New AI devices make computing easier for people with special needs
Alex Dunn has created Enabled Play, an excellent suite of assistive tech to help people play video games and use computers more easily. The AI-driven devices are powered by Raspberry Pi 4 and Raspberry Pi Zero W, with new versions featuring our Compute Module 4 already in the works.
What do the devices do?
Enabled Play devices can be set up to help users with any level of ability to control their technology in more personalised ways, such as voice commands, facial expressions, body gestures, and virtual buttons.
There are currently two devices:
- Enabled Play Controller
- Powered by Raspberry Pi 4 Model B 2GB
- Includes on-device dual channel microphones by Seeed Studios
- Includes support for bringing a custom webcam or mic and connecting via USB
- Custom case
- Enabled Play Controller Lite
- Powered by Raspberry Pi Zero W
- No included mics or camera support (must use the app’s offline speech and vision)
- Custom case
And there are also two new devices already in the works:
- Enabled Play Controller v2
- Powered by Raspberry Pi Compute Module 4 2GB
- Custom-designed carrier board with Ethernet and USB
- Still includes dual channel mics
- Enabled Play Controller Lite v2
- Powered by Raspberry Pi Zero 2 W
- Includes on-device dual channel mic from Seeed Studios
- No included support for computer vision (must use the app’s vision)
The Enabled Play app lets users set up and register their device via Bluetooth, and then create their custom device profile. It’s this profile that is tailored to the needs of the user, allowing them to use their computer or gaming controller in the way that they want by mapping different commands to different buttons or other inputs.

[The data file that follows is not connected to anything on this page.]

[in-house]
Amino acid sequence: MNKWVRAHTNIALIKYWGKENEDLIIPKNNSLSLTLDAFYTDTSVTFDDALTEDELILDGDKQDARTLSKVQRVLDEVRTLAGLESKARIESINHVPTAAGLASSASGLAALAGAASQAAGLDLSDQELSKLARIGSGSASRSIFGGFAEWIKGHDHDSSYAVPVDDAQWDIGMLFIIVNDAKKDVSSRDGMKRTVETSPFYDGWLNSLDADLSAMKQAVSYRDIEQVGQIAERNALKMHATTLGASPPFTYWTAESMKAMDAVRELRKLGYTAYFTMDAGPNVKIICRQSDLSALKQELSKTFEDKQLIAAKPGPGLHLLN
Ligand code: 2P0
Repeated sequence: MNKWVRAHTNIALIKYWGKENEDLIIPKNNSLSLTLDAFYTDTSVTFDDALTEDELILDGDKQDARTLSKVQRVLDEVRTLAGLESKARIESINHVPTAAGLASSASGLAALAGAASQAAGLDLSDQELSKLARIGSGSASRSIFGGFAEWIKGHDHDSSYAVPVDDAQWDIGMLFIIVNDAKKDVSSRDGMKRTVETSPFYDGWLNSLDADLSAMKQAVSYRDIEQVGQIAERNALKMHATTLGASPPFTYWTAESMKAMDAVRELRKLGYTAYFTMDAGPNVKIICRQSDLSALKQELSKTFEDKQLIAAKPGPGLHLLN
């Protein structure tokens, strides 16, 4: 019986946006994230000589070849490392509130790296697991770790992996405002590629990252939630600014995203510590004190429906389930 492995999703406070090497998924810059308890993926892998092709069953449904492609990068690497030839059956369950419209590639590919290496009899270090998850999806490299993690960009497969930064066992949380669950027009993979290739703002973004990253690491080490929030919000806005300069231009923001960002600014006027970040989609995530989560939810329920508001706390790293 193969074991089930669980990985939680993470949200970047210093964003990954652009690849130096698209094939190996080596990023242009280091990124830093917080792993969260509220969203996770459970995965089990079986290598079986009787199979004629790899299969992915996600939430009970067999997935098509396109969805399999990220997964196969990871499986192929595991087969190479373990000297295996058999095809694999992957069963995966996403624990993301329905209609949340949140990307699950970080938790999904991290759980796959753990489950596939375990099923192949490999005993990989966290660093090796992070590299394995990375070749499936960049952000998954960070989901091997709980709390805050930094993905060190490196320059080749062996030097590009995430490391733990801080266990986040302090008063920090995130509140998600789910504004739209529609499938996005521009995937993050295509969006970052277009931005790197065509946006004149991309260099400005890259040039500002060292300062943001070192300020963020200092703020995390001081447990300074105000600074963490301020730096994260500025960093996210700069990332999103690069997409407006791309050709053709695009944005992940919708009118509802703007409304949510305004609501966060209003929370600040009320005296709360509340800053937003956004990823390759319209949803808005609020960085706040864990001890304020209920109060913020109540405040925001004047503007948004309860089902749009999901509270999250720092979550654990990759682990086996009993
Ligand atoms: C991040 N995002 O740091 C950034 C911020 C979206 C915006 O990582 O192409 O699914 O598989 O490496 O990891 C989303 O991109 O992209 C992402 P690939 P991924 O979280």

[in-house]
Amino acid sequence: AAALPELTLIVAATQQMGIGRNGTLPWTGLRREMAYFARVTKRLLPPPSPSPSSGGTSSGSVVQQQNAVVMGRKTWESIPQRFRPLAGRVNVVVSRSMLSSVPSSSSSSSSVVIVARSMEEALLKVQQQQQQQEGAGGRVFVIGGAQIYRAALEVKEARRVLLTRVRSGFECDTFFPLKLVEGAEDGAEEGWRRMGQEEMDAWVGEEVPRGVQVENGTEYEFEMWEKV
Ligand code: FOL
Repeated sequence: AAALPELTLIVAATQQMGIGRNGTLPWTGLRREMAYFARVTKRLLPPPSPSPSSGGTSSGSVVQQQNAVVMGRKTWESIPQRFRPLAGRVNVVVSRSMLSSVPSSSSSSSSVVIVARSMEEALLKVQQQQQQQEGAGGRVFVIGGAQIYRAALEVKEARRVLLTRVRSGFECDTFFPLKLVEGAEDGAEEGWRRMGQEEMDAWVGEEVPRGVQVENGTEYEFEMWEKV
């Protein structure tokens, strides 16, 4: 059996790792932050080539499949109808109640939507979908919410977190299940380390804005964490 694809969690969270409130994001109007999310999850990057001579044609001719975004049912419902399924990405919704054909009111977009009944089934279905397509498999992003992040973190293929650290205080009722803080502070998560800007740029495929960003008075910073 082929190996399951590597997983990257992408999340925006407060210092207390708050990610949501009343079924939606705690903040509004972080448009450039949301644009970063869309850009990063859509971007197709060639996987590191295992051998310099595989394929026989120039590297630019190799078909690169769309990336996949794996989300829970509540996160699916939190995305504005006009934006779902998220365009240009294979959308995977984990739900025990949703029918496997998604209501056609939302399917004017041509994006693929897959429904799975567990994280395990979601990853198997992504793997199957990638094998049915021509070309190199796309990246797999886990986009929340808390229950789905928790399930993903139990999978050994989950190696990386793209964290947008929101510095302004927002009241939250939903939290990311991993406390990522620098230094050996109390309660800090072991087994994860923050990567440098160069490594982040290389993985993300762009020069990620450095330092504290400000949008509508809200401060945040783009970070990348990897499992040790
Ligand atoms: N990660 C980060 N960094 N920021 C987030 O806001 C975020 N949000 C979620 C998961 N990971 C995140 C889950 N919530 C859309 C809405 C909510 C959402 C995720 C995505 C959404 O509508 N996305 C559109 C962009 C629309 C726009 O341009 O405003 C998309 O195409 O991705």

Developing pre-built custom profiles
Alex worked with education departments in the US to develop a ton of pre-built profiles for their students, as well as working with their computer science departments to develop programs where their students can create apps on top of the Enabled Play platform to help their fellow students. He also partners with gaming accessibility groups like Able Gamers Foundation to pre-build profiles and get devices into people’s hands.
The original prototypes are all open source. And you should keep up with Alex on Twitter for the sole reason that his handle is @Suave_Pirate.
I have been working on something similar, just with different design and programming language. Way to go @Suave_Pirate.